(Editor’s note: The following interview contains minor spoilers for the series finale “Mrs. Davis” – Episode 8, “The Final Intercut: So I’m Your Horse.”)
For “Mr. Davis” are played by Betty Gilpin and Elizabeth Marvel, the beginning of their work conveying an intricate mother-daughter relationship came at the end of the search for the holy grail of the Peacock limited series.
“That scene was written brilliantly but rushed over a weekend while Beth and I were poring over the outlines for episodes 3 through 8, so we’d know what was going to happen,” Gilpin said of the first scene he shot with Marvel, which was the culmination of the show’s series finale. “I’ve shot off duty before, but I’ve never done this, where you’re shooting the most important scene in the show.” Regarding work on Tara Hernandez and Damon Lindelof’s unpredictable sci-fi adventure drama, which covers humans’ relationships with both technology and religion, Marvel added, “It was just a day off for everyone, like if I never really knew what was coming.
Despite not having a complete picture of where the show was headed, about a nun’s journey to closing an all-powerful but deceptive piece of AI, Marvel knew that playing dour Celeste, securities maven and mother of Simone (Gilpin ), still meant driving with love. “The relationship between a mother and daughter is so fundamental, I always thought it would be in this story,” the actress said in conversation with Gilpin during IndieWire’s Awards Spotlight. “The problems you have with parents are so similar in a weird way to the problems we’re all struggling with with AI. Because AI doesn’t come from a neutral source, someone has to create it. And how does that affect the knock-on effect it has on everyone involved and the responsibilities to manage it? All these questions are somehow intertwined.
Feeling guilty about her contribution to a young Simone who has taken an arrow through her liver, Celeste’s heavy-handed approach with how she tries to further protect Simone, as described by Marvel, is “it’s going to block the whole universe, he will control the entire universe, including his appearance, his work, everything within his reach, is under his control, including, to the extent he can try, control the safety of his daughter.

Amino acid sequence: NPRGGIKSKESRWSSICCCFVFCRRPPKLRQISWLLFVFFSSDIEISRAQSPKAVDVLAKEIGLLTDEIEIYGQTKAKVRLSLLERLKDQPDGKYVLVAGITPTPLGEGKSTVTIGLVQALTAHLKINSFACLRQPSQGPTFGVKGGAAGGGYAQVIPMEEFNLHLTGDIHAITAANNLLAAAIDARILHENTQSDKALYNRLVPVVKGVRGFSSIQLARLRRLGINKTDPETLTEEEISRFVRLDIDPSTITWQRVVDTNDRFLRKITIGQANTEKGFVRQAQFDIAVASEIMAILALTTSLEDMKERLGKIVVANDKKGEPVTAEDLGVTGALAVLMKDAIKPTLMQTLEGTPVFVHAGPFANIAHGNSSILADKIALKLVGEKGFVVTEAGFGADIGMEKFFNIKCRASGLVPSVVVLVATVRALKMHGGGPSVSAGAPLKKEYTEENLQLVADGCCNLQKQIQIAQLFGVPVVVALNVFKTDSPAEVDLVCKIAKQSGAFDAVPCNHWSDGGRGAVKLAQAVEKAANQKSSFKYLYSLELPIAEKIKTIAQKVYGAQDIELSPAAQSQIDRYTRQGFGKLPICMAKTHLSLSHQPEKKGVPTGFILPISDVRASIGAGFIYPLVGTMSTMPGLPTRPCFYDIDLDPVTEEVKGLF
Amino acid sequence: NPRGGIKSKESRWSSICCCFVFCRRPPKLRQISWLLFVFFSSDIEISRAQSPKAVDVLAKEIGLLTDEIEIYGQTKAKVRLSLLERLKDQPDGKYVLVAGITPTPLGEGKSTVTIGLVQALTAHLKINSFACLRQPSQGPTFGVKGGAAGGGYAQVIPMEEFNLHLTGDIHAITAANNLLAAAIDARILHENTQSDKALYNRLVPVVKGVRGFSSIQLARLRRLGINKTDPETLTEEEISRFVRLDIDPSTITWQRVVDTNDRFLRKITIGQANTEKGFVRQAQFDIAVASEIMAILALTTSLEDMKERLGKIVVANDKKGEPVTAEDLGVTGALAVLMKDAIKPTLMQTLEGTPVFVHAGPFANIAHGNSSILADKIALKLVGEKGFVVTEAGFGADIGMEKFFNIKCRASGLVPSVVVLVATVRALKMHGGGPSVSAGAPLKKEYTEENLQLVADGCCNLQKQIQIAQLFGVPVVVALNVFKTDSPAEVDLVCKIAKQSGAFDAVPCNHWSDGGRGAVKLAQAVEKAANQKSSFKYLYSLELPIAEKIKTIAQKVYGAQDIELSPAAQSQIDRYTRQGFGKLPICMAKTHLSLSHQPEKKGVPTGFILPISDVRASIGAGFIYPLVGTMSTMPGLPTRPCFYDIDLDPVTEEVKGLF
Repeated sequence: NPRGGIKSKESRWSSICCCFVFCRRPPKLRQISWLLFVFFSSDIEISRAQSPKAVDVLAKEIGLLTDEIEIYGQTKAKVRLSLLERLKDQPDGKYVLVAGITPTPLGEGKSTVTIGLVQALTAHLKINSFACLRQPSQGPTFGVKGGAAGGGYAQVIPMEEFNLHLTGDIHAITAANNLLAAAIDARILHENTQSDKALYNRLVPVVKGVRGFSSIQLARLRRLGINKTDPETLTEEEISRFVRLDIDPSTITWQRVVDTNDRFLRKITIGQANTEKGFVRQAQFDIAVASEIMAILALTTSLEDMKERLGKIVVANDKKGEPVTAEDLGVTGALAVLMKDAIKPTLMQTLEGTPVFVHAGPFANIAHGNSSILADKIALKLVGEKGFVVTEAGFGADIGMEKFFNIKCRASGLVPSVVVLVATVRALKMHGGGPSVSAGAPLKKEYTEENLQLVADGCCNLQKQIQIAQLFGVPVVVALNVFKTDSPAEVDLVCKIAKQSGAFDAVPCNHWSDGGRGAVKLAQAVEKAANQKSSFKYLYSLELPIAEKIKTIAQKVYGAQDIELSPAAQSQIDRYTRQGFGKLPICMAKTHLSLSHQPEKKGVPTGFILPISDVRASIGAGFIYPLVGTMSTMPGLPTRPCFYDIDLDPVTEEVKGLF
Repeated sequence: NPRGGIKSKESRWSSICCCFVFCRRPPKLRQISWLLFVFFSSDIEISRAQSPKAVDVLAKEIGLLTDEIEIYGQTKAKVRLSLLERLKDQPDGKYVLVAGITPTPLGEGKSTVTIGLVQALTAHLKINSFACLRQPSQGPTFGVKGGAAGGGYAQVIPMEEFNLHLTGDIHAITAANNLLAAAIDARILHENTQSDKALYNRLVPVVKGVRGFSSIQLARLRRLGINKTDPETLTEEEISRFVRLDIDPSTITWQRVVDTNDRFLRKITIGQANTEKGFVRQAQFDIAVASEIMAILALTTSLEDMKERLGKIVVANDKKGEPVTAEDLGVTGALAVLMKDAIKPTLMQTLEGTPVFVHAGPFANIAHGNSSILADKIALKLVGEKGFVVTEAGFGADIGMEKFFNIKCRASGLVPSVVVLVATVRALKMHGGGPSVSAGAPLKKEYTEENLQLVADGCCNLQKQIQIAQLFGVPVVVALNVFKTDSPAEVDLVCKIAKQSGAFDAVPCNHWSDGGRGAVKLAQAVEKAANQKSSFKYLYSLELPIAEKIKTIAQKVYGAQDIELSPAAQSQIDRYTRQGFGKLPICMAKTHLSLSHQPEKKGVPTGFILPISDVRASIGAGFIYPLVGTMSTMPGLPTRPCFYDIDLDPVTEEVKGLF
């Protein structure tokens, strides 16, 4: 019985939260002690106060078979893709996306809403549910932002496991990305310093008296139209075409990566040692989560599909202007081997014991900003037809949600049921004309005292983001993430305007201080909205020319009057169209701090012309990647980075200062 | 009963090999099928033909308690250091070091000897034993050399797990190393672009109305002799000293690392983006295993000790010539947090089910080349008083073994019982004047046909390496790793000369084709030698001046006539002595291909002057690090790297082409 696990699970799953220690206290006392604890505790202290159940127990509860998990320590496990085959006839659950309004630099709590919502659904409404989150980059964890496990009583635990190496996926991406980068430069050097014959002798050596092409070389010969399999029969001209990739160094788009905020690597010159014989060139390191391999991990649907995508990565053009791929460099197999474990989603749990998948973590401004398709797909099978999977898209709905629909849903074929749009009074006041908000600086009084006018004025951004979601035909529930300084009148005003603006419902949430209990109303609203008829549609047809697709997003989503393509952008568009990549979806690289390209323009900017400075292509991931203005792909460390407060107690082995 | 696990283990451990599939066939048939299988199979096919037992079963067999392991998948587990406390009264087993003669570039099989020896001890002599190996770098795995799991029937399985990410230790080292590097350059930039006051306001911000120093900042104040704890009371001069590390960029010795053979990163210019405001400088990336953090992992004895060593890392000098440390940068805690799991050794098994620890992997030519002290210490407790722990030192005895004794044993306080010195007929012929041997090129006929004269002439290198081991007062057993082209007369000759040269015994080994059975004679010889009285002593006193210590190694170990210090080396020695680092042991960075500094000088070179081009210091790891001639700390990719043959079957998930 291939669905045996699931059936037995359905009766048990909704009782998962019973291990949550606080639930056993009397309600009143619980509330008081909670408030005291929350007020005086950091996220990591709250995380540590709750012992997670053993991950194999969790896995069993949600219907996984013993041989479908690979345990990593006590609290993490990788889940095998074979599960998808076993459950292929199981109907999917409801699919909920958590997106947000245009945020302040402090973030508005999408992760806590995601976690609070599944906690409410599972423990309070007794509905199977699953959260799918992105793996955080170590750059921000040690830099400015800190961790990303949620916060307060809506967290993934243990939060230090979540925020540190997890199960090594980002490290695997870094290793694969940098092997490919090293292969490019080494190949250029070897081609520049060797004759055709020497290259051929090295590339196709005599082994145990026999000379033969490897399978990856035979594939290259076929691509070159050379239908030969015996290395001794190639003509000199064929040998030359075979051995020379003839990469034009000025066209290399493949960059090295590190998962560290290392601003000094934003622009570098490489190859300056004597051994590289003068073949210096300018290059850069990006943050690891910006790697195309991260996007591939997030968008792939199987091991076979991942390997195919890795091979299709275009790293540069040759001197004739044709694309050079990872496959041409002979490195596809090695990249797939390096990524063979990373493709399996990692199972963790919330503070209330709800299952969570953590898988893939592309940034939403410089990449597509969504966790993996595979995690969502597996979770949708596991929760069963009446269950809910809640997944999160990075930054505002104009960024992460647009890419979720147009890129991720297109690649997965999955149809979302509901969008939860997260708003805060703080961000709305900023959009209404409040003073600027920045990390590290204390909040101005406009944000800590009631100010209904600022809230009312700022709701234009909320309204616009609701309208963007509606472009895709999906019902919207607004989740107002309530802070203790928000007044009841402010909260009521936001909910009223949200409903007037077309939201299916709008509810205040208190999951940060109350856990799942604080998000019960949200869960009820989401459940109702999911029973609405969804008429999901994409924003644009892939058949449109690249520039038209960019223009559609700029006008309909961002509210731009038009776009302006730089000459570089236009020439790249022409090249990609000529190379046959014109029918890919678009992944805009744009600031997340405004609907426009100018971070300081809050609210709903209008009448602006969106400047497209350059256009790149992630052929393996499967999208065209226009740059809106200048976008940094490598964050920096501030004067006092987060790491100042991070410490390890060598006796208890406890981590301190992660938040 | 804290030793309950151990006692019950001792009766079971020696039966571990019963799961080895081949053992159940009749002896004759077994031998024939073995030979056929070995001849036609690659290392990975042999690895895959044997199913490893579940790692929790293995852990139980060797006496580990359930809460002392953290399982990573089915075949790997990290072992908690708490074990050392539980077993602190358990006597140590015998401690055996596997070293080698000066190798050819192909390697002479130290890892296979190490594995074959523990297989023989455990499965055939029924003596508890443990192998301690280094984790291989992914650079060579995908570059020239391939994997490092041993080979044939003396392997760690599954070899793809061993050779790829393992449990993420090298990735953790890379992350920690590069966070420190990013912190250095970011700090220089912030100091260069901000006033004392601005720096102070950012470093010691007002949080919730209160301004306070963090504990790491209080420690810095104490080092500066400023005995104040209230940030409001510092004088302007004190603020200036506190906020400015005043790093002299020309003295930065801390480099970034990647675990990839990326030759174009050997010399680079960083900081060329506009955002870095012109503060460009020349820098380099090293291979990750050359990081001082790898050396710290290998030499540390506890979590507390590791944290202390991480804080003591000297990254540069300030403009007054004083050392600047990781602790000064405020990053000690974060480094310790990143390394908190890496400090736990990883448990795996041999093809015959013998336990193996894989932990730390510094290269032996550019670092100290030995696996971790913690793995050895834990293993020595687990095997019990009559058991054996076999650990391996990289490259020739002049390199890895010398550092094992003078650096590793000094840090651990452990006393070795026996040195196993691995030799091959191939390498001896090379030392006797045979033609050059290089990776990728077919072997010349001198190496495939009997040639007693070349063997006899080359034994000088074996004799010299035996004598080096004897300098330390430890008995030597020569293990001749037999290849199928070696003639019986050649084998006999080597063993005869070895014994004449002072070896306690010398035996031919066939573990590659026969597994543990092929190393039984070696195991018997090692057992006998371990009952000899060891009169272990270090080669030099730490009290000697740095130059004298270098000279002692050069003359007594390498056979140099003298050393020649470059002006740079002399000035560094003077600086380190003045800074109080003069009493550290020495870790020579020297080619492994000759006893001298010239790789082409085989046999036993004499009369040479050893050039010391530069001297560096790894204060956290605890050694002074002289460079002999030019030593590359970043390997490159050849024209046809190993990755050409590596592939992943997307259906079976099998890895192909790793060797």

In turn, Gilpin said that despite being a nun and trying to embrace the humble life that comes with that religious commitment, “Simone is more like her mother than she would ever admit. That in the near-dissolution of her relationship with her parents, and the man she loved, Wiley, nearly dying, realizing that loving just one doesn’t guarantee safety, or forever. That there will be a risk of losing them, or that they will betray you. That there’s always this underlying thing that may not be forever. So she found a boyfriend, who, every time she closed her eyes, was there for her no matter what, without any risk, similar to (how) Celeste set the rules and circumstances of her life, to evade the risk and vulnerability and pain.”
Simone and Celeste gaining more self-awareness during the show leads them to realize that the appeal of Ms. Davis (also the name of the AI antagonist) is that she’s “just trying to give the person in front of them all that want to please them,” said Gilpin. all aspects of “Mrs. Davis” together.
“Her proxy for Ms. Davis, that gimmick that there’s this other thing in Celeste’s ear allows Celeste and Simone to have a, in the guise of ‘Oh, that’s story A and like story B ‘ (a way of saying) ‘By the way, I love you and I’m sorry,'” Gilpin said. ‘It allows them to pass these messages to each other under the door that they probably wouldn’t be able to face face face to face just having such a bald conversation together, which is lovely.”
Watch the full Awards Spotlight conversation between Gilpin and Marvel in the video above.